- Eliminate visible organic matter – Clean the gecko’s habitat of any food residues and poop you can find. This is the first line of offense since it’s the easiest to apply. Ideally, you should clean your gecko’s habitat daily, especially since the job should take more than a couple of minutes.
- Disinfect the habitat – You can use reptile-specific sterilizing solutions that are safe for your gecko. These chemicals are designed to eliminate germs, parasites, and bacterial organisms lurking in your gecko’s habitat. You can also resort to some DIY disinfection tactics by boiling various elements present in your gecko’s habitat. This goes for anything that can withstand boiling or baking, like fiber and wood. You can also use a steam cleaner for similar effects.
- Perform general cleaning – This refers to eliminating any signs of mold or fungi that may have grown on the terrarium’s walls, plants, or any other decorative elements. These organisms thrive in humid and warm environments, which is why preventive cleaning is key to preventing their spread.
- Clean or replace the substrate – This is important because, in many cases, the previous 3 strategies I’ve mentioned will get you nowhere. The smell will still linger. In that case, the problem may be the substrate itself. Depending on the material, the substrate will retain moisture and absorb various liquids, including ones they’re not supposed to. Check your substrate’s expiration date, which will differ based on the type of substrate you’re using. Some may need replacement weekly, monthly, or every 5-6 months, as is the case with plain soil.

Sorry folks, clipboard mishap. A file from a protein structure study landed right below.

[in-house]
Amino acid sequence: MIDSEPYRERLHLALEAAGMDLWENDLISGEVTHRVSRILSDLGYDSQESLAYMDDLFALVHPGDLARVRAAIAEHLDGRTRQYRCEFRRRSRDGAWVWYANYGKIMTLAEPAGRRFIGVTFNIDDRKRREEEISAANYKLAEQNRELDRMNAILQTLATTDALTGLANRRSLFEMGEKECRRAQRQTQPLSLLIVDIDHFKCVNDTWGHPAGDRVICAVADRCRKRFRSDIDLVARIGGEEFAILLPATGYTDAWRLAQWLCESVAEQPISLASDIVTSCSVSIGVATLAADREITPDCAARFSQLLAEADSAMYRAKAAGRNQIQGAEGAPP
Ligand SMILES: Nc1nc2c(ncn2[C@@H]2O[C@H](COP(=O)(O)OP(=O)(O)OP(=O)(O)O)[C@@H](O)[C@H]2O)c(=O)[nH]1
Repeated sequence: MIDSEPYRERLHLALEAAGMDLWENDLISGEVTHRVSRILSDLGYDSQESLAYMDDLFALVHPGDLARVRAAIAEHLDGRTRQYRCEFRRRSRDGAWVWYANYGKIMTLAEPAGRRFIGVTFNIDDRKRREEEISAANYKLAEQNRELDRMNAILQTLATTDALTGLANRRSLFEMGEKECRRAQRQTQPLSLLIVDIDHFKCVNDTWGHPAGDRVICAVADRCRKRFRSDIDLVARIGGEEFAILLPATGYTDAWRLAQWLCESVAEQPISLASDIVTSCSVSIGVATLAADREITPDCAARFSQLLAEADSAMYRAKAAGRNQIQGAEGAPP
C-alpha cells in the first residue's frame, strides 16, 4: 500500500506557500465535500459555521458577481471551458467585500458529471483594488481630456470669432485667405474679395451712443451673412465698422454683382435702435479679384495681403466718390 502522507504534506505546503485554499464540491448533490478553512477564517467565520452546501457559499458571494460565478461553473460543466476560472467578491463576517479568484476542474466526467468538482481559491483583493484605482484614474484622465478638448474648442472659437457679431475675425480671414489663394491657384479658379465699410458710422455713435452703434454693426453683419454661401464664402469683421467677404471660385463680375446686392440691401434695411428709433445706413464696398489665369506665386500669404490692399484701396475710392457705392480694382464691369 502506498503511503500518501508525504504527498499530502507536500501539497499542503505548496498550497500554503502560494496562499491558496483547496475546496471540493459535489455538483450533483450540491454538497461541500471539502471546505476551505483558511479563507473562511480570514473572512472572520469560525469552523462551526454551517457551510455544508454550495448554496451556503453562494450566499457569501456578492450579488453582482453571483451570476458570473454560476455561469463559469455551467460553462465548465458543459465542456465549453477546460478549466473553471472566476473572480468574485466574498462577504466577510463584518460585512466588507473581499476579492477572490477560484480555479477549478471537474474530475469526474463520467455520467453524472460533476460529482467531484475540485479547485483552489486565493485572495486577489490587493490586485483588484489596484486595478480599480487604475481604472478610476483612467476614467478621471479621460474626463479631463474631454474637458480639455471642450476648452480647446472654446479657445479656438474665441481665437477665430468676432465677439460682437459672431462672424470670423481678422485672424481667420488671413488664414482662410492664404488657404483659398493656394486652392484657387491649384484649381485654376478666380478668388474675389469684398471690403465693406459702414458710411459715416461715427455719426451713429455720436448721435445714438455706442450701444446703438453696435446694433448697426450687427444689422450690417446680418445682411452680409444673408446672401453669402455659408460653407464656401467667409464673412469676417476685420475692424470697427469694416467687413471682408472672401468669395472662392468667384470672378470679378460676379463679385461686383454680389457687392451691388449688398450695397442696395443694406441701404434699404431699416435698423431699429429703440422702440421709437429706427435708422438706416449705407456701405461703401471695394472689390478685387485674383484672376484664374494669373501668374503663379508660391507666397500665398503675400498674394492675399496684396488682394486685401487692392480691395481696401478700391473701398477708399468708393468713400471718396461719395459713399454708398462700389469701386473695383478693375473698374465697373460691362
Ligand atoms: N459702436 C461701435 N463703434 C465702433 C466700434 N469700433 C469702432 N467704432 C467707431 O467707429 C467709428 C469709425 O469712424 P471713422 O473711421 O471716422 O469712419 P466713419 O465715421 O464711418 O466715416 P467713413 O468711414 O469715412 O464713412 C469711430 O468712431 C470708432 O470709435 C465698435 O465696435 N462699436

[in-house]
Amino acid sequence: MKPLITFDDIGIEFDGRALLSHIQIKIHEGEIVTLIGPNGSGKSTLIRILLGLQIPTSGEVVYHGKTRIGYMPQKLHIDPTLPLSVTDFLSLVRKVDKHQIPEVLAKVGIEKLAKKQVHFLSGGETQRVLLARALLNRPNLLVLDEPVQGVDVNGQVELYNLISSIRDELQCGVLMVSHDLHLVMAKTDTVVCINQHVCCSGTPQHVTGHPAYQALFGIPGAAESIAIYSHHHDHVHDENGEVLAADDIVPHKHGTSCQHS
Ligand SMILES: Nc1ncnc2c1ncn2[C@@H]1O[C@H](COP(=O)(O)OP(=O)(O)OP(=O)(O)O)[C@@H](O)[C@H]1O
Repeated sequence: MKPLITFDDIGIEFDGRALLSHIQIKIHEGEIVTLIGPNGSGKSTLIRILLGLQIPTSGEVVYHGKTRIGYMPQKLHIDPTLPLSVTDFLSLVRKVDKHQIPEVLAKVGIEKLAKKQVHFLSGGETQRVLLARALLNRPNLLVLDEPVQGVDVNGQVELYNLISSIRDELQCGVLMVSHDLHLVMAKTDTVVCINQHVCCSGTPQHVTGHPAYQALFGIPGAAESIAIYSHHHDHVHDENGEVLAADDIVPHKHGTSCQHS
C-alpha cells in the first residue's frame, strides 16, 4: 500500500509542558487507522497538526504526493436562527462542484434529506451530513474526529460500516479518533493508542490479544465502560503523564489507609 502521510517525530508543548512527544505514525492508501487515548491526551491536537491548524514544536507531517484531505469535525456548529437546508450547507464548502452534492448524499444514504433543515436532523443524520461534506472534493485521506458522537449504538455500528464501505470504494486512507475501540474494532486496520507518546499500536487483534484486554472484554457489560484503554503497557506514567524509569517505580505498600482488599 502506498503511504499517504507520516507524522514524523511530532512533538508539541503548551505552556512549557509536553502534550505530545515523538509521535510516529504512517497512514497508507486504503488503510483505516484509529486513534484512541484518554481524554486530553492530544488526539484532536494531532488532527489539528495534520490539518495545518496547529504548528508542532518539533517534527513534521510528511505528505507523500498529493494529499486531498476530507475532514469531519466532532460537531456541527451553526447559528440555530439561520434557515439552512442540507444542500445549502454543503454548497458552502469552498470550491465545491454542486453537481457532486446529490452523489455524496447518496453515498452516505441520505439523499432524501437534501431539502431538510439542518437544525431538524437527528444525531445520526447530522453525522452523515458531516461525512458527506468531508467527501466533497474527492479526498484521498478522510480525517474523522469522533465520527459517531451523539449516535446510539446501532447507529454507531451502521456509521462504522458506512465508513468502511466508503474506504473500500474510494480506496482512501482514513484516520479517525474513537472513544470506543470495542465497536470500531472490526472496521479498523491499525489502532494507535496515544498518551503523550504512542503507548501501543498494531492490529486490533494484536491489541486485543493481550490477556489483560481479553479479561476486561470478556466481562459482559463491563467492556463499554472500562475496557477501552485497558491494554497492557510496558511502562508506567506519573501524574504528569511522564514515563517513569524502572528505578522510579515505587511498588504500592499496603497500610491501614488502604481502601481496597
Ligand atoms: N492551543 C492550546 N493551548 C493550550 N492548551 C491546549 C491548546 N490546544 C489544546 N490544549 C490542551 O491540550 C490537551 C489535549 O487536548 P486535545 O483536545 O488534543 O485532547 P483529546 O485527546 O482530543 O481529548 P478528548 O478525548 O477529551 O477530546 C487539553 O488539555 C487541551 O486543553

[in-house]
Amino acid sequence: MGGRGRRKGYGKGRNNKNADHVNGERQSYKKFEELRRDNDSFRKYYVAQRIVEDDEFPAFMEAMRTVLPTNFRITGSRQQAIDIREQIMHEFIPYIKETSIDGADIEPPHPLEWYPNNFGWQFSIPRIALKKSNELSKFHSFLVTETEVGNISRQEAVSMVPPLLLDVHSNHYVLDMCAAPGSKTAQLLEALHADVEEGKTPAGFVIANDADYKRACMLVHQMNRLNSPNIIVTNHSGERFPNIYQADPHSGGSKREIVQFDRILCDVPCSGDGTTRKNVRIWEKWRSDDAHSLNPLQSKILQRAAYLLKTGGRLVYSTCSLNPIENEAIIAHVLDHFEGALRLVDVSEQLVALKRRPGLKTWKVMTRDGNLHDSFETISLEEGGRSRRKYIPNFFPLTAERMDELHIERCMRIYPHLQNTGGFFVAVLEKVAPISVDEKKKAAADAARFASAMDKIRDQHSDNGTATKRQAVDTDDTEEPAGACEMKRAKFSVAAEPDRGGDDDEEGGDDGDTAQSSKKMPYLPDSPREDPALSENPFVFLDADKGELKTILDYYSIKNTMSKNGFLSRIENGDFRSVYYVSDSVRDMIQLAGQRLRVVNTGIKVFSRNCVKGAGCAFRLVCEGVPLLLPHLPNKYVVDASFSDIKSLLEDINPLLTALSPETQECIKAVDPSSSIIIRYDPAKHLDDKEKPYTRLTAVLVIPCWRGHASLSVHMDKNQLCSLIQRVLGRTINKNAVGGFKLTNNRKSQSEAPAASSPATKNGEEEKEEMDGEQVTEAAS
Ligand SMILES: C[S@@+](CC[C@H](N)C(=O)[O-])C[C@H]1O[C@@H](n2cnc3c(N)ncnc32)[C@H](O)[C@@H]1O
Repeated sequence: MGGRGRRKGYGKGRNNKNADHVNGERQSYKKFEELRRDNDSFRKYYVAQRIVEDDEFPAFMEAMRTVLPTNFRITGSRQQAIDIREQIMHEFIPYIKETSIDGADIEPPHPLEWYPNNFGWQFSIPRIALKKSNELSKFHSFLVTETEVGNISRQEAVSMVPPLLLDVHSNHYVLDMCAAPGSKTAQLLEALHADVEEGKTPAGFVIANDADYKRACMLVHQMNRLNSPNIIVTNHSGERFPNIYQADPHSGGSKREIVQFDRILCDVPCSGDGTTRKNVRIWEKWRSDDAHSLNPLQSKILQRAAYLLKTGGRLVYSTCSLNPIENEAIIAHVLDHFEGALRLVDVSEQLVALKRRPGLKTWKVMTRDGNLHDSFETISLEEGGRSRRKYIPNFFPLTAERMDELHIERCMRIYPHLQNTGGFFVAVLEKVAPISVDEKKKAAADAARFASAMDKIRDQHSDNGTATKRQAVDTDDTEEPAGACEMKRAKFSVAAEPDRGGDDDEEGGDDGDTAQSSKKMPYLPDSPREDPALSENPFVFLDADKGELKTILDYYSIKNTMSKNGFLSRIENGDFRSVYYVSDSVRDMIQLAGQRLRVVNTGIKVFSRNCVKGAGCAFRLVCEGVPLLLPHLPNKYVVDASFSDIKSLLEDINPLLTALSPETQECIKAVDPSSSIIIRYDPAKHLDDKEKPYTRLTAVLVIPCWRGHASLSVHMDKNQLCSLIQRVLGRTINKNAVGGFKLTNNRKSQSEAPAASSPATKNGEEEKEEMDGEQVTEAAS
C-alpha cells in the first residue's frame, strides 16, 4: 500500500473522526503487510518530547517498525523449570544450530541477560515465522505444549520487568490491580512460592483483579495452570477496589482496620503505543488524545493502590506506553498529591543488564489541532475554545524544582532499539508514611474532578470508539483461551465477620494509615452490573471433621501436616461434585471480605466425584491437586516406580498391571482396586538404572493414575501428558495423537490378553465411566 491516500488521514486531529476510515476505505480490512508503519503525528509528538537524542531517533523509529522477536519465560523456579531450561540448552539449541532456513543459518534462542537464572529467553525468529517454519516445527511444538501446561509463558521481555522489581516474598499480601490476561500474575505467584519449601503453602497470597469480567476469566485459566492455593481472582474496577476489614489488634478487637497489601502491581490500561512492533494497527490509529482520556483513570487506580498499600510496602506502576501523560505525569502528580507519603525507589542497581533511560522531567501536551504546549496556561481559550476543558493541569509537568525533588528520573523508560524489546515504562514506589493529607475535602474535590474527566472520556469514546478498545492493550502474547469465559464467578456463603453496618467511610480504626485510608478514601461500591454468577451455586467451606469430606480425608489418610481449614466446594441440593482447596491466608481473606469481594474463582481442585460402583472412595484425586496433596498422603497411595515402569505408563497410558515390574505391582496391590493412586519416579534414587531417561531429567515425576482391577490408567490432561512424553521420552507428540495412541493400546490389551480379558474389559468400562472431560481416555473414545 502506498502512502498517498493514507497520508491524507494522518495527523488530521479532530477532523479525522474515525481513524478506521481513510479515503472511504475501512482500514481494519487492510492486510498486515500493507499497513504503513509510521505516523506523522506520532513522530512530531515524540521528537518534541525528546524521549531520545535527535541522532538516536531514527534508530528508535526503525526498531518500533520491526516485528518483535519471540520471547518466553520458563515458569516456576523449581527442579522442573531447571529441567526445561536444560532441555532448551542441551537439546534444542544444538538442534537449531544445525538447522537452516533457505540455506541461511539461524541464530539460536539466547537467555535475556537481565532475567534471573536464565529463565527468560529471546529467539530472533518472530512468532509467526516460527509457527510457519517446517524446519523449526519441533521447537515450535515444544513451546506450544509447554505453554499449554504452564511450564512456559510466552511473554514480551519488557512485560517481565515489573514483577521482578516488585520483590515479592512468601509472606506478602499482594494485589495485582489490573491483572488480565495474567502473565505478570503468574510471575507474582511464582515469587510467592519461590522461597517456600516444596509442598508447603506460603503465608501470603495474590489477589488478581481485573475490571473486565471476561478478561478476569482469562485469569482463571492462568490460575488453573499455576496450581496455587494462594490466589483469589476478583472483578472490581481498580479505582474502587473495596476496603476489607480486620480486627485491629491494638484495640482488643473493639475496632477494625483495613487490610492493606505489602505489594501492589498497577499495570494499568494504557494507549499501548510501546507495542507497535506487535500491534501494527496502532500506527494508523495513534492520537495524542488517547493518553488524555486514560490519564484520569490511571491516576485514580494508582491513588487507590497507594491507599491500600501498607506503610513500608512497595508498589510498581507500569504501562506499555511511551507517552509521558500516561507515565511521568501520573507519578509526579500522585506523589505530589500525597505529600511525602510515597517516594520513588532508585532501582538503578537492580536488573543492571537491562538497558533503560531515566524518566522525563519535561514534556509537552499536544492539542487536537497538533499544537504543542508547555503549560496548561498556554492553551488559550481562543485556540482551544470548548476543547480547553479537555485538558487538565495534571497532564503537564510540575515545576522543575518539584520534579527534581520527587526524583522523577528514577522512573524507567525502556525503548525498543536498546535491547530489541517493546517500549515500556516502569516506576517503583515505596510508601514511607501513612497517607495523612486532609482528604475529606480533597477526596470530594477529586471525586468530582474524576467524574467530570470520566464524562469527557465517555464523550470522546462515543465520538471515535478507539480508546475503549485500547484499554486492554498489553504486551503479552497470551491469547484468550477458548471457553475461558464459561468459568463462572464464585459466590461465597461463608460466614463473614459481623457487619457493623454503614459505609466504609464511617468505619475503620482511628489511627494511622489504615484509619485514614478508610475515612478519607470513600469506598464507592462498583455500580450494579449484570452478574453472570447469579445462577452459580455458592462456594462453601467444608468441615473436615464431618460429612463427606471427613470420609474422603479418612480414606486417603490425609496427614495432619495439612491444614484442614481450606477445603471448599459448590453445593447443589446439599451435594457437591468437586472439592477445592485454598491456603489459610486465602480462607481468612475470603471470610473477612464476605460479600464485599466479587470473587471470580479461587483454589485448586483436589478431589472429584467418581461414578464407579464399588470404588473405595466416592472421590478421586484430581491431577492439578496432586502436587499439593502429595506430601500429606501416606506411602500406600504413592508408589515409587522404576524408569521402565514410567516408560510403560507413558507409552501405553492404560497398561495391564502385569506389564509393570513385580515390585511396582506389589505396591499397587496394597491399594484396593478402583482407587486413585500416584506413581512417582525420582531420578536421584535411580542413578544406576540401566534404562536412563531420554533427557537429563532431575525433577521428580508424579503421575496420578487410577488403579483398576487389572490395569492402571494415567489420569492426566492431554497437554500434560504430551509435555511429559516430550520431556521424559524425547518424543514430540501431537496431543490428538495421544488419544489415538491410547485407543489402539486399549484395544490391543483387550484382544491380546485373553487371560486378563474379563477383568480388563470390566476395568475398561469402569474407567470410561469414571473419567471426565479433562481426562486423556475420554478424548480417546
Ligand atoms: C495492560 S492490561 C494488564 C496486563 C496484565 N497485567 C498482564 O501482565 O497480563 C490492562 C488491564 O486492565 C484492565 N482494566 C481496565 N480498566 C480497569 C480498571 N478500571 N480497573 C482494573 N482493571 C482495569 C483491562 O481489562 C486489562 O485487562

- Check your gecko – In some cases, the smell will actually come from your gecko. More precisely, it’s due to feces and dead organic matter getting stuck on the lizard’s skin, tail, or between its toes. It’s unpleasant, but nothing that a lukewarm sauna-like bath can’t fix. If the deposits are already soft and can be removed easily, use a piece of cloth to clean them gently. If not, place the gecko in a separate container on top of a towel doused in lukewarm water. You can then mist the gecko’s habitat to speed up the process. Just don’t do this too often since geckos kind of hate the process.